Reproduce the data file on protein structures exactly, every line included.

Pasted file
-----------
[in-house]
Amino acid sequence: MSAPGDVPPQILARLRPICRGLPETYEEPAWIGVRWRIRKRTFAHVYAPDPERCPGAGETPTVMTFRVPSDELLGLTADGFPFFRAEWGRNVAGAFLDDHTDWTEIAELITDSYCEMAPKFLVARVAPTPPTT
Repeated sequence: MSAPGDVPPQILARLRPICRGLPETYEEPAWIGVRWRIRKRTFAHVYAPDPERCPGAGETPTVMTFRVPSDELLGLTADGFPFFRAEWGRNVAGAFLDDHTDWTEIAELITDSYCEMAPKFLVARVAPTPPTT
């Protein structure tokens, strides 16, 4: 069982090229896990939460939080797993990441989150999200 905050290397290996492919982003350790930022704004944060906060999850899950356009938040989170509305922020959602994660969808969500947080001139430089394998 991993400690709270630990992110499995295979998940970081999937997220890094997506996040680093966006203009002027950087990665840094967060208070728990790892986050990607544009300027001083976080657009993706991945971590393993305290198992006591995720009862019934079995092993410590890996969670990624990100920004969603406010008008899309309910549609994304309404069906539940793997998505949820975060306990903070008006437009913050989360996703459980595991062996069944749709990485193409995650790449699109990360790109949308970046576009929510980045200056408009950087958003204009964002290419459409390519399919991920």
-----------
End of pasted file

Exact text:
[in-house]
Amino acid sequence: MSAPGDVPPQILARLRPICRGLPETYEEPAWIGVRWRIRKRTFAHVYAPDPERCPGAGETPTVMTFRVPSDELLGLTADGFPFFRAEWGRNVAGAFLDDHTDWTEIAELITDSYCEMAPKFLVARVAPTPPTT
Repeated sequence: MSAPGDVPPQILARLRPICRGLPETYEEPAWIGVRWRIRKRTFAHVYAPDPERCPGAGETPTVMTFRVPSDELLGLTADGFPFFRAEWGRNVAGAFLDDHTDWTEIAELITDSYCEMAPKFLVARVAPTPPTT
């Protein structure tokens, strides 16, 4: 069982090229896990939460939080797993990441989150999200 905050290397290996492919982003350790930022704004944060906060999850899950356009938040989170509305922020959602994660969808969500947080001139430089394998 991993400690709270630990992110499995295979998940970081999937997220890094997506996040680093966006203009002027950087990665840094967060208070728990790892986050990607544009300027001083976080657009993706991945971590393993305290198992006591995720009862019934079995092993410590890996969670990624990100920004969603406010008008899309309910549609994304309404069906539940793997998505949820975060306990903070008006437009913050989360996703459980595991062996069944749709990485193409995650790449699109990360790109949308970046576009929510980045200056408009950087958003204009964002290419459409390519399919991920």